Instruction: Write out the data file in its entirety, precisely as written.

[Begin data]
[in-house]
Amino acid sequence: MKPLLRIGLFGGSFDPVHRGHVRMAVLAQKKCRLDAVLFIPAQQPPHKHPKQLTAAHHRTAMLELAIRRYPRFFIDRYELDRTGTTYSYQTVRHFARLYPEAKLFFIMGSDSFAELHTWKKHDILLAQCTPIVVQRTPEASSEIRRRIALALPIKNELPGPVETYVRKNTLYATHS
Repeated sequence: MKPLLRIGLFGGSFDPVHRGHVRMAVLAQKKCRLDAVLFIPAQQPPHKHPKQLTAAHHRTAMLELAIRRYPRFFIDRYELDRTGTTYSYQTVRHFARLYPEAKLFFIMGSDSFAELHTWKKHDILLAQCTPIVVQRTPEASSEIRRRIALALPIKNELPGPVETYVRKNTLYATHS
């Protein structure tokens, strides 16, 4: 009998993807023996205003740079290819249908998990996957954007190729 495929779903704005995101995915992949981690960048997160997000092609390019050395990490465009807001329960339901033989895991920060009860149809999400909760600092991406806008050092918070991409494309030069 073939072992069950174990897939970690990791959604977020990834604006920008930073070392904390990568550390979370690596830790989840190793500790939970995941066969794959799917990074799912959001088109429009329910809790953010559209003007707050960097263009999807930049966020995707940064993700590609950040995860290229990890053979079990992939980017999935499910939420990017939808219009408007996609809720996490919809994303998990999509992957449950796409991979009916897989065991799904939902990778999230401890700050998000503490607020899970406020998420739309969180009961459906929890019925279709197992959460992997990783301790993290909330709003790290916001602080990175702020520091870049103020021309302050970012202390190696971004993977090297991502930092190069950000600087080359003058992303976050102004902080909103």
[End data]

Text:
[in-house]
Amino acid sequence: MKPLLRIGLFGGSFDPVHRGHVRMAVLAQKKCRLDAVLFIPAQQPPHKHPKQLTAAHHRTAMLELAIRRYPRFFIDRYELDRTGTTYSYQTVRHFARLYPEAKLFFIMGSDSFAELHTWKKHDILLAQCTPIVVQRTPEASSEIRRRIALALPIKNELPGPVETYVRKNTLYATHS
Repeated sequence: MKPLLRIGLFGGSFDPVHRGHVRMAVLAQKKCRLDAVLFIPAQQPPHKHPKQLTAAHHRTAMLELAIRRYPRFFIDRYELDRTGTTYSYQTVRHFARLYPEAKLFFIMGSDSFAELHTWKKHDILLAQCTPIVVQRTPEASSEIRRRIALALPIKNELPGPVETYVRKNTLYATHS
């Protein structure tokens, strides 16, 4: 009998993807023996205003740079290819249908998990996957954007190729 495929779903704005995101995915992949981690960048997160997000092609390019050395990490465009807001329960339901033989895991920060009860149809999400909760600092991406806008050092918070991409494309030069 073939072992069950174990897939970690990791959604977020990834604006920008930073070392904390990568550390979370690596830790989840190793500790939970995941066969794959799917990074799912959001088109429009329910809790953010559209003007707050960097263009999807930049966020995707940064993700590609950040995860290229990890053979079990992939980017999935499910939420990017939808219009408007996609809720996490919809994303998990999509992957449950796409991979009916897989065991799904939902990778999230401890700050998000503490607020899970406020998420739309969180009961459906929890019925279709197992959460992997990783301790993290909330709003790290916001602080990175702020520091870049103020021309302050970012202390190696971004993977090297991502930092190069950000600087080359003058992303976050102004902080909103």